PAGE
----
The key to a tiny bee’s health is having a good mom, study finds

There is a tiny species of carpenter bees known as the spurred ceratina (Ceratina calcarata) that behaves unlike any other known species of bee. With their elongated and shiny bluish-black bodies, the spurred ceratina is perhaps best known as a pollinator of delicious gourds like cucumbers and watermelons. At around 6.5 millimeters long, it’s about half the length of an aspirin. It’s known as a carpenter bee because they typically nest in wood.

In 2016, they became the first bee species to have its entire genome published, and they are often studied by scientists because of the unique relationships between parents and their offspring. While they are otherwise solitary except when mating, spurred ceratina parents spend significant time caring for and interacting with their offspring.

The infected bees displayed behavioral changes, stunted developments in their eyes and brains and even saw alterations in their gene expressions.

Now a recent study from the peer reviewed journal Communications Biology reveals an important reason why these carpenter bee mothers spend so much time with their young: Maternal care is linked to the young bees’ ability to ward off potentially deadly diseases.

It all comes down to pathogens, a term for microorganisms that can cause disease. Researchers from York University in Toronto studied the carpenter bees through four stages of their lives, starting at the larval (the equivalent of being an infant) — but denied some of those bees the maternal care they needed to survive. When comparing the genes and microbiomes of the bees that had maternal care with the ones that did not, the scientists discovered that the latter group’s microbiomes “ballooned,” according to a press statement. Most of the new pathogens were fungi (85 percent), but there was also plenty of bacteria (8 percent), and the consequences were clear: The infected bees displayed behavioral changes, stunted developments in their eyes and brains and even saw alterations in their gene expressions.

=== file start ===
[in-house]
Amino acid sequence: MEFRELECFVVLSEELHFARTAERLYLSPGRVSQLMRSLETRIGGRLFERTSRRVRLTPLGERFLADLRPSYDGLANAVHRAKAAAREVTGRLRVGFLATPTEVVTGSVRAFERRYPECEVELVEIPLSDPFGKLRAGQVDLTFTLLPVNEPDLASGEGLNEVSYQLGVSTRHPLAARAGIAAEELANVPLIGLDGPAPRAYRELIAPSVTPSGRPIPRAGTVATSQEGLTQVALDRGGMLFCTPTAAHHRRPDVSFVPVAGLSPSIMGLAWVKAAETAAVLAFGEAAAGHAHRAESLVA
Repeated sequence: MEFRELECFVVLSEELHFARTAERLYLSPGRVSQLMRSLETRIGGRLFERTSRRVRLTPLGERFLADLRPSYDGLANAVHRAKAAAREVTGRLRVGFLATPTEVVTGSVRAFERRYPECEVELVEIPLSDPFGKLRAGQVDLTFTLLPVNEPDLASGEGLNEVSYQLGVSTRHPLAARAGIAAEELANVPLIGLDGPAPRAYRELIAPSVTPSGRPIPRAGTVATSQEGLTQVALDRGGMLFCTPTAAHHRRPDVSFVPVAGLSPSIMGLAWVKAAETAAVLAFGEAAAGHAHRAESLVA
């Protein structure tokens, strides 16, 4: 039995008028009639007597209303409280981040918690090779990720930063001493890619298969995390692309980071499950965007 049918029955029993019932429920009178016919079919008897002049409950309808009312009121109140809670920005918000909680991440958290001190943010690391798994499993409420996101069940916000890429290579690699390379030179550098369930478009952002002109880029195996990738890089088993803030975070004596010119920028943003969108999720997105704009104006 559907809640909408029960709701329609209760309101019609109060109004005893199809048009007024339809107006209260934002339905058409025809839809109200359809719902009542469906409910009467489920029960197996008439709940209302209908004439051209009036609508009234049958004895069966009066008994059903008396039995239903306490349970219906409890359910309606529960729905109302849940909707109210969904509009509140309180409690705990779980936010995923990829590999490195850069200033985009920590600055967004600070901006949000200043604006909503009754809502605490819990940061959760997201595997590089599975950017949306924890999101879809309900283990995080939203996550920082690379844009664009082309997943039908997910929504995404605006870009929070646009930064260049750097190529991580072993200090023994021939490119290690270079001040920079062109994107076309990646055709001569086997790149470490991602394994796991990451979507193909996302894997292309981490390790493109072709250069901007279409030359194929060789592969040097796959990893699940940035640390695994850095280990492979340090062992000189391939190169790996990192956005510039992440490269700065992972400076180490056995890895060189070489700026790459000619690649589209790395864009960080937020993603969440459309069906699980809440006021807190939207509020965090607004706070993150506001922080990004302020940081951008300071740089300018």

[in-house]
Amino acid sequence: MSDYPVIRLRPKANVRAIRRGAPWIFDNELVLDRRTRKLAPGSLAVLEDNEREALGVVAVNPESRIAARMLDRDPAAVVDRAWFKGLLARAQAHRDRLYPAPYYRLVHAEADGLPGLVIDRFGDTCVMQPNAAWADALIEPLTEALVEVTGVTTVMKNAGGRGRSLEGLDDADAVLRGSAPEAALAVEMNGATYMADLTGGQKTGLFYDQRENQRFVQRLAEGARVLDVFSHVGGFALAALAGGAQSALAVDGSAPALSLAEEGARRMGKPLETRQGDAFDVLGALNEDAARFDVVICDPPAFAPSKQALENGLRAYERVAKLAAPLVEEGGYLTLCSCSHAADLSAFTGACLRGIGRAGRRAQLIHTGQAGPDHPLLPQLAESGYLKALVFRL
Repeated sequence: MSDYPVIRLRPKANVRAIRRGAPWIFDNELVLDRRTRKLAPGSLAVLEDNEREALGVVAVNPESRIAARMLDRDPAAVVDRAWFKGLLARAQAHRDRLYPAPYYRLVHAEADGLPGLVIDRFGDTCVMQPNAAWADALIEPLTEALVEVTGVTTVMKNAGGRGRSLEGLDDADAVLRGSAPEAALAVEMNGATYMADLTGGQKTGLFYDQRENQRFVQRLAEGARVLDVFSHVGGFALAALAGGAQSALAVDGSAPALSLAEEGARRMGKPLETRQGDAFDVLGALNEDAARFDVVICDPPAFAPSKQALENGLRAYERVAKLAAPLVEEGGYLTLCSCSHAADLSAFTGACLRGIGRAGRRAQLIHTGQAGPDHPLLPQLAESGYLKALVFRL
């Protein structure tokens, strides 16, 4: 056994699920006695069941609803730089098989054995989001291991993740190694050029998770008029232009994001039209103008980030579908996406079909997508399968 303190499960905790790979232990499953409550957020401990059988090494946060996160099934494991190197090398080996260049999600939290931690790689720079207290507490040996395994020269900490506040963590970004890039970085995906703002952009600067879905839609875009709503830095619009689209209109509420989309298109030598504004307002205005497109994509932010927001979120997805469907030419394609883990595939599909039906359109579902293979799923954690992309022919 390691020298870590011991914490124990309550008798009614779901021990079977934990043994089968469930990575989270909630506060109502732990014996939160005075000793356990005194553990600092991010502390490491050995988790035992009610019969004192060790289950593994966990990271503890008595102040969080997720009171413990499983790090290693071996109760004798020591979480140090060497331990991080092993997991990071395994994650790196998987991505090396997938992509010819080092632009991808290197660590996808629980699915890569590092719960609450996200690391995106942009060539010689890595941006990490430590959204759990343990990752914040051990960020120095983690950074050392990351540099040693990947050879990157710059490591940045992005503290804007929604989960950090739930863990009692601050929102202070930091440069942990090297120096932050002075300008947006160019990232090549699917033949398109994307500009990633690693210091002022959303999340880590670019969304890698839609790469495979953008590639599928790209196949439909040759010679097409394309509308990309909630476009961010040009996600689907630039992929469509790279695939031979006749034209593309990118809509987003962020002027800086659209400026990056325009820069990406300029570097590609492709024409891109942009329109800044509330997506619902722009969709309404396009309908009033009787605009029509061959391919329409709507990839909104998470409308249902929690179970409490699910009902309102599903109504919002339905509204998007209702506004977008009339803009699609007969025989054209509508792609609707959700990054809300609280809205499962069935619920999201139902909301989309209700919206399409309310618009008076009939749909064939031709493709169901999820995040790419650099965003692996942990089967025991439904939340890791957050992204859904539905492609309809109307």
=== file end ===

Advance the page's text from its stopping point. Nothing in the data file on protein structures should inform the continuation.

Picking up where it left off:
Small carpenter bee (ceratina calcarata) in a nestSmall carpenter bee (ceratina calcarata) in a nest (Sandra Rehan/York University)

Perhaps most horrifyingly, many of them developed a fungal infection from a pathogen known as Aspergillus. In honeybees, this fungus causes an illness known as stonebrood disease, which mummifies the young bees. Yet the small carpenter bees have their own problems: when their microbiomes are out of balance and their bodies riddled with fungal infections, they are more susceptible to all kinds of diseases.

“There are fitness affects resulting from these fungal infections,” senior author Sandra Rehan, a professor in York’s Faculty of Science, said in the press statement. “We are documenting the shifts in development, the shifts in disease loads, and it is a big deal because in wild bees there is a lot less known about their disease loads. We are highlighting all of these factors for the first time.”

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Maternal care is linked to the young bees’ ability to ward off potentially deadly diseases.

The study emphasizes that it is contributing to an existing body of research about the role of maternal care in helping animals develop healthy immune systems. As the authors point out, there is already considerable evidence that organisms depend on their mothers in order to have the right bacteria in their bodies to fight off diseases.